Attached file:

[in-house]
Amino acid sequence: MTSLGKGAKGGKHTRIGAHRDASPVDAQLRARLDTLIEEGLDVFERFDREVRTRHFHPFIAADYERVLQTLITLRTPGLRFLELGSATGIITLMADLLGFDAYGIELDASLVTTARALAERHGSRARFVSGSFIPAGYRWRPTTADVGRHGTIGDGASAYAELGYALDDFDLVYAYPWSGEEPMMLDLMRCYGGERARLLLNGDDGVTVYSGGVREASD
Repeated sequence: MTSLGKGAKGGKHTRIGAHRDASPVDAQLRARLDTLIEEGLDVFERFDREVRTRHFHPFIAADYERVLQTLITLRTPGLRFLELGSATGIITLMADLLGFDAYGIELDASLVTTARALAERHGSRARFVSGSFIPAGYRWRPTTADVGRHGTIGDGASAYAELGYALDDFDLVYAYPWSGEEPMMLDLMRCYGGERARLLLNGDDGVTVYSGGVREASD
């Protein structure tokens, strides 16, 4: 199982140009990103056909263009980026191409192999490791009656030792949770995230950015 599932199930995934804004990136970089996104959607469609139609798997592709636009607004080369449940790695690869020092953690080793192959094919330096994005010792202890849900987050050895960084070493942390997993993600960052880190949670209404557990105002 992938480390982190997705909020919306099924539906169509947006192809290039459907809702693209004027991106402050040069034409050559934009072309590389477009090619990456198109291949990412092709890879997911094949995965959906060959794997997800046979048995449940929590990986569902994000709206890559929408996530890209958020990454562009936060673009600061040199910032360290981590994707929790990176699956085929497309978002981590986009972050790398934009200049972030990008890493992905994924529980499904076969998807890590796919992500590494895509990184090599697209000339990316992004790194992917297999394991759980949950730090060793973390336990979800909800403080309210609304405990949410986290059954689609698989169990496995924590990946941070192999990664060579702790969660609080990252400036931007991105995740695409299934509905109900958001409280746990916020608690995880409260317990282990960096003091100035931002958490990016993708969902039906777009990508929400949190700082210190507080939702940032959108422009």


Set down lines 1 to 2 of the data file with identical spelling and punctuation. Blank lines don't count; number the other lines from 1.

[in-house]
Amino acid sequence: MTSLGKGAKGGKHTRIGAHRDASPVDAQLRARLDTLIEEGLDVFERFDREVRTRHFHPFIAADYERVLQTLITLRTPGLRFLELGSATGIITLMADLLGFDAYGIELDASLVTTARALAERHGSRARFVSGSFIPAGYRWRPTTADVGRHGTIGDGASAYAELGYALDDFDLVYAYPWSGEEPMMLDLMRCYGGERARLLLNGDDGVTVYSGGVREASD